4. The satisfaction of the Court is necessary for justifying the disqualification under clause (1)

5. The person’s conduct may be considered by the Court before any decision is made under this Section.

Section 180

Under Section 180, a Director or other officer of a Corporation has to act carefully and with diligence while discharging their duties and exercising their powers.

Section 181

Under the provision of Section 181, a Corporation’s director or other officer must act in good faith while discharging their duties and exercising their powers. The best interests of a Company and a proper purpose are also needed to be taken into consideration by such Director or officer.

Section 182

Under Section 182, directors or other officers or employees of a Corporation cannot use their position for causing detriment to the Company or gaining undue advantage.

Section 708(10)

Under 708(10), the disclosure of offer of securities is not required if:

1. Making of the offer has been done through a financial services licensee

2. The satisfaction of the licensee is necessary with regard to the previous experience of the persons to whom the offer is made and which allows them to look into:

3. The offer’s merit

4. The securities’ value

5. The involvement of risk in acceptance of the offer

6. Information needs of the offeree

7. Whether adequate information has been furnished by the offeror

8. A statement containing the reasons for satisfaction of the licensee relating to the aforesaid matters needs to be given  by the licensee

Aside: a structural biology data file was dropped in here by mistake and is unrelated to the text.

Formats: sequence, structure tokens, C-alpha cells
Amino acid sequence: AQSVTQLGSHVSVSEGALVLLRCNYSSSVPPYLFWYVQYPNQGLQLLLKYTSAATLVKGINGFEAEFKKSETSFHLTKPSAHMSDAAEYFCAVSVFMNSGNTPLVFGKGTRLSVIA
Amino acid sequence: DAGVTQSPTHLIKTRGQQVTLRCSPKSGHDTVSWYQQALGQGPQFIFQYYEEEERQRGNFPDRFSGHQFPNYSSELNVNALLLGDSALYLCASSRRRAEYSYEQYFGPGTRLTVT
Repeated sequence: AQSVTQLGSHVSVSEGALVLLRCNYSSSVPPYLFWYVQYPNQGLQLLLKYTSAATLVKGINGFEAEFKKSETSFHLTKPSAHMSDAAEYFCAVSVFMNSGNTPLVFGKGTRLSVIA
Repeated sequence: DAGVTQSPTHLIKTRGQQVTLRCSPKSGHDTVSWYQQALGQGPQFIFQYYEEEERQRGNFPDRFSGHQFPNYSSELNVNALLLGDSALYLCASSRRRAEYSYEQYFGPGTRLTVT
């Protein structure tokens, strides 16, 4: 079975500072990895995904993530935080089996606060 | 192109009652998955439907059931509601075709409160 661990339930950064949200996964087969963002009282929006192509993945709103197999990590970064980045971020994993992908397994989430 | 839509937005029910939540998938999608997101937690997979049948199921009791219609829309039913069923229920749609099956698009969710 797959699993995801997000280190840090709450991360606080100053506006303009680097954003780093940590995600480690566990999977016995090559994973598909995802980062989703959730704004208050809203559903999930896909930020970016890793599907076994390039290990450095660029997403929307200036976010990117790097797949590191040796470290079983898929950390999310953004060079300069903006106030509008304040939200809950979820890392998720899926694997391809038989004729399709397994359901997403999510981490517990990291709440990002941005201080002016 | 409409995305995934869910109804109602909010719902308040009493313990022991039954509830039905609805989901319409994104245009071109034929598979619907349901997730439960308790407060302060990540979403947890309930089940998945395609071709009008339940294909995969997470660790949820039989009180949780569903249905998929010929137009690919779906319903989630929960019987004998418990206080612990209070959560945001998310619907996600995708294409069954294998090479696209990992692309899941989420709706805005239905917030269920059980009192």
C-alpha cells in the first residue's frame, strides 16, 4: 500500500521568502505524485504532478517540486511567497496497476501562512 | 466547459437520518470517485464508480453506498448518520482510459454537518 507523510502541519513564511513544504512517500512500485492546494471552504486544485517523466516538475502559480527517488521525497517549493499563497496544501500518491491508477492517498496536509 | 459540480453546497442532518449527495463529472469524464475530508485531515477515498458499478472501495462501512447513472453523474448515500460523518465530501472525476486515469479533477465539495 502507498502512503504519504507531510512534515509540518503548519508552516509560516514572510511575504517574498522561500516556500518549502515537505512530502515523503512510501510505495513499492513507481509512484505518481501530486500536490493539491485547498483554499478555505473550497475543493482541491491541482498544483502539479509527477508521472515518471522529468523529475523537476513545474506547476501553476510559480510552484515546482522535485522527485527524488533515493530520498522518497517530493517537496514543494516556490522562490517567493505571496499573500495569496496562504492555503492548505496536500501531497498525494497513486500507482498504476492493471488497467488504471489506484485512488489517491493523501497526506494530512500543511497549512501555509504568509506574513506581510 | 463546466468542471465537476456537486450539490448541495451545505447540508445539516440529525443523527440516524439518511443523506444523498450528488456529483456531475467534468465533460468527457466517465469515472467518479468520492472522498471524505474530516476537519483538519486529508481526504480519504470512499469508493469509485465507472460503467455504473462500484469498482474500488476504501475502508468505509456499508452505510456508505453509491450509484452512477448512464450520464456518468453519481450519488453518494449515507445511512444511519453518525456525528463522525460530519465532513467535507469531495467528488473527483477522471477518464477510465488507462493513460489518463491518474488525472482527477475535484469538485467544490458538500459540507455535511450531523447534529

9. A written acknowledgement is needed to be signed by the offeree that a disclosure document has not been given (Kolivos & Kuperman,2012).


At the beginning of the trial Mr. Stack, appeared on behalf of ASIC and Lloyd Cocks and Messrs Anthony appeared for themselves and for Sacvere and Metrobank respectively. Since the defendants were not represented legally, there was the need for a certain flexibility degree in the trial. The defendants were alleged of certain contraventions that emerged before July 2001, that is before the commencement of the Corporations Act of 2001. However, several contraventions occurred after the commencement of the said legislation. The Corporations Act makes the inclusion of the provisions of the Corporations Law that the defendants have allegedly contravened. The parties to the dispute therefore made the proceeding on behalf of the provisions that are statutory, which are expressly provided in the Corporations Act.